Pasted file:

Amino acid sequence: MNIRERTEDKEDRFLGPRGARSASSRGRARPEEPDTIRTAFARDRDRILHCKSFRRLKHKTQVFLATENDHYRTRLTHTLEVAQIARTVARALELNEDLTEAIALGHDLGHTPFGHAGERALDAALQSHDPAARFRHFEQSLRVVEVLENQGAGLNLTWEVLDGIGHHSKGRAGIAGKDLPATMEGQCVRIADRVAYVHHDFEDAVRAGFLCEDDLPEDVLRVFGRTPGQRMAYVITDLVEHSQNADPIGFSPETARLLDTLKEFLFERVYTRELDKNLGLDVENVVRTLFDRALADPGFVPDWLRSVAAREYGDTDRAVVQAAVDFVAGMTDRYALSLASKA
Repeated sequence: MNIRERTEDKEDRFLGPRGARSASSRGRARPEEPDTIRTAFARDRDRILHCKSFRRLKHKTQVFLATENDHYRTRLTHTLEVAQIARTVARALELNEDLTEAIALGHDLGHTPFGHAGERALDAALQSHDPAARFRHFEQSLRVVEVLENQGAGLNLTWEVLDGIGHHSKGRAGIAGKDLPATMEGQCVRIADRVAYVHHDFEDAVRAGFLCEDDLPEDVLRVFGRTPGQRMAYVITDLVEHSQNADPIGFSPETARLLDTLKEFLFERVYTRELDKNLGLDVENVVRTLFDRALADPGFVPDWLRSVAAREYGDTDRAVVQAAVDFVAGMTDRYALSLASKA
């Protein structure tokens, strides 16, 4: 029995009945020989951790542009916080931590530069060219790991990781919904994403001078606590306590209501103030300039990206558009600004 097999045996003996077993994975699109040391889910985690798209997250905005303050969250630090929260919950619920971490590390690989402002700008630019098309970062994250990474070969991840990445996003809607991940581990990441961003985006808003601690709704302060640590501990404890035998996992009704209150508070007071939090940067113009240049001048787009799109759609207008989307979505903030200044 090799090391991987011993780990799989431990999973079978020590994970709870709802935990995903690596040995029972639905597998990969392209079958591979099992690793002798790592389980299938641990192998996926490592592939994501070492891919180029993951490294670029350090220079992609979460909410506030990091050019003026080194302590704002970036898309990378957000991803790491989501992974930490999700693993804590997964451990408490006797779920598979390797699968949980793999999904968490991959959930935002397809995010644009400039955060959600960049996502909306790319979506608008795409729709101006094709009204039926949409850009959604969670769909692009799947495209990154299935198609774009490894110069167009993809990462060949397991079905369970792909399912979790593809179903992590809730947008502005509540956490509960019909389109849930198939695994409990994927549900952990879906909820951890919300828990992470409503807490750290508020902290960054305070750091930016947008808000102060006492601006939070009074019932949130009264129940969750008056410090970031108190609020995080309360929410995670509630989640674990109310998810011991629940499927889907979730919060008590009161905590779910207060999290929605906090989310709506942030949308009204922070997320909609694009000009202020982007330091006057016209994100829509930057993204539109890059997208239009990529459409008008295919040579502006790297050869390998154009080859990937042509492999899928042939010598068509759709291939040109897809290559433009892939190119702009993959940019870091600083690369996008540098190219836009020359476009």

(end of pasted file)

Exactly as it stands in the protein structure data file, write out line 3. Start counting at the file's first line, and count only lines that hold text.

């Protein structure tokens, strides 16, 4: 029995009945020989951790542009916080931590530069060219790991990781919904994403001078606590306590209501103030300039990206558009600004 097999045996003996077993994975699109040391889910985690798209997250905005303050969250630090929260919950619920971490590390690989402002700008630019098309970062994250990474070969991840990445996003809607991940581990990441961003985006808003601690709704302060640590501990404890035998996992009704209150508070007071939090940067113009240049001048787009799109759609207008989307979505903030200044 090799090391991987011993780990799989431990999973079978020590994970709870709802935990995903690596040995029972639905597998990969392209079958591979099992690793002798790592389980299938641990192998996926490592592939994501070492891919180029993951490294670029350090220079992609979460909410506030990091050019003026080194302590704002970036898309990378957000991803790491989501992974930490999700693993804590997964451990408490006797779920598979390797699968949980793999999904968490991959959930935002397809995010644009400039955060959600960049996502909306790319979506608008795409729709101006094709009204039926949409850009959604969670769909692009799947495209990154299935198609774009490894110069167009993809990462060949397991079905369970792909399912979790593809179903992590809730947008502005509540956490509960019909389109849930198939695994409990994927549900952990879906909820951890919300828990992470409503807490750290508020902290960054305070750091930016947008808000102060006492601006939070009074019932949130009264129940969750008056410090970031108190609020995080309360929410995670509630989640674990109310998810011991629940499927889907979730919060008590009161905590779910207060999290929605906090989310709506942030949308009204922070997320909609694009000009202020982007330091006057016209994100829509930057993204539109890059997208239009990529459409008008295919040579502006790297050869390998154009080859990937042509492999899928042939010598068509759709291939040109897809290559433009892939190119702009993959940019870091600083690369996008540098190219836009020359476009």